Thank you for your thoughtful and thorough analysis of the Faux report. Your expertise and historic perspective are valuable resources for the town, and, speaking only for myself, I would hope your comments will be given full consideration as we debate the future of our government facilities.
That said, I don’t necessarily agree with a couple of your conclusions. You make the point that rezoning the skateboard park property could run afoul of Maryland law. As I understand it, that law applies to “piecemeal” zoning which may or may not be the case here. By my count, the town’s zoning map has been altered 24 times since 1983. Further research will be needed to understand the circumstances by which the skateboard park property and the private parking lot owned by the Crab Claw ended up classified as MM.
I disagree with your assessment of the potential use of 300 Mill Street where the town office is currently located. Yes, it was purchased as POS with partial funding from state grant money. I have consulted with Carnie Lhotsky who is the DNR Associate Director of Grants, Easements & Stewardship. She tells me that we could use a conversion formula to build at 300 Mill St. That basically means we would have to reserve similar open space elsewhere in the town equivalent to the square footage of whatever is built at 300. She says this is not uncommon, and the state approves several conversion actions every year. She lives in Easton and is familiar with St. Michaels, and has indicated we would most likely qualify for a conversion.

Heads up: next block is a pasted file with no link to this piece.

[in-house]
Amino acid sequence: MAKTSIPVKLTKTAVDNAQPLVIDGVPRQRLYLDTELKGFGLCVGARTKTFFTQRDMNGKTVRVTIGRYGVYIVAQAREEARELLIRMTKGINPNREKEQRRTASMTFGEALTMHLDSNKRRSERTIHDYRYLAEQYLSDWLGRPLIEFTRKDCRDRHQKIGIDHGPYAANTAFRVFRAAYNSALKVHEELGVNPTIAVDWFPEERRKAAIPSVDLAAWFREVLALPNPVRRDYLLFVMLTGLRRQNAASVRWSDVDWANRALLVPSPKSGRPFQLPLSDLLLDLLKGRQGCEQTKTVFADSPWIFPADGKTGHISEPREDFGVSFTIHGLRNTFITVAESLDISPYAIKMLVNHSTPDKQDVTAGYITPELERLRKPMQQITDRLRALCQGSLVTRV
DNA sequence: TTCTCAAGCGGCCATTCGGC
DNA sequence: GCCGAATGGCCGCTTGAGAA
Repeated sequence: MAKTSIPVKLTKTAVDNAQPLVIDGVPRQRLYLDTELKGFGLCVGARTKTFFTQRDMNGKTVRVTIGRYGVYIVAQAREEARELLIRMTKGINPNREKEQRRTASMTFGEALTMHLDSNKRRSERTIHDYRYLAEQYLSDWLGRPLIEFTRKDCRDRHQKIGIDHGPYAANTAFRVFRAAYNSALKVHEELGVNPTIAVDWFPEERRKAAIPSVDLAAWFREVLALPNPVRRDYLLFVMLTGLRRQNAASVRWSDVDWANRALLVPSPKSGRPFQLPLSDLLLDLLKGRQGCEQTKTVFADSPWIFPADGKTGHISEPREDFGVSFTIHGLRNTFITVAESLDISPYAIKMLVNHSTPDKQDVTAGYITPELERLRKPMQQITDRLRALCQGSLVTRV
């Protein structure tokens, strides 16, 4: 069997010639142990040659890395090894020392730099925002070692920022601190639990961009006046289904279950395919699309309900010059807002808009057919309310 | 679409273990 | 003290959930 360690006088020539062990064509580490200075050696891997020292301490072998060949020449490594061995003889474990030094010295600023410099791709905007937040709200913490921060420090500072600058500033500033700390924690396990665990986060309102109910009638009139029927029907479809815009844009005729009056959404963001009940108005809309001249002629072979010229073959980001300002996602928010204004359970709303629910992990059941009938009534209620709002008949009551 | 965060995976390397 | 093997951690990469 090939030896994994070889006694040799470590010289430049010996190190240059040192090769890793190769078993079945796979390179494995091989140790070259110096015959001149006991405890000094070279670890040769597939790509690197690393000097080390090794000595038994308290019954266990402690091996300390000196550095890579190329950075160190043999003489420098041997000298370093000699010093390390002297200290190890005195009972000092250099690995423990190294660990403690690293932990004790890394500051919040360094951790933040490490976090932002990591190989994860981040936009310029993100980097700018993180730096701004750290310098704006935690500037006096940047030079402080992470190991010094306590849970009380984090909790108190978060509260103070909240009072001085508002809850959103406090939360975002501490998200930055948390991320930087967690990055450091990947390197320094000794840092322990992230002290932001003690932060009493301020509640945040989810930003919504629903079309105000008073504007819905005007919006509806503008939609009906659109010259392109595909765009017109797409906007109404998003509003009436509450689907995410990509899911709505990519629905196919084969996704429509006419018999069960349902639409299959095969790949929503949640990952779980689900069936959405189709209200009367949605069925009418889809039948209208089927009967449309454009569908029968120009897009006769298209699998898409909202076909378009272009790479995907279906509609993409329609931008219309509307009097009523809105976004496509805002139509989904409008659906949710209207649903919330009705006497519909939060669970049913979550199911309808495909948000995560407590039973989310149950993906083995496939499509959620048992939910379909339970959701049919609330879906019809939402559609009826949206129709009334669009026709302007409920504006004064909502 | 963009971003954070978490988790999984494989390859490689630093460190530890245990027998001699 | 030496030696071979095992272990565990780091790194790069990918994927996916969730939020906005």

Your sea level rise concerns certainly warrant more study, as do a number of factors affecting the alternative sites. The book isn’t closed on this, and I would welcome your participation as discussions move forward.
Dennis Glackin says
And just to complete the circle, below is my response to David’s comments: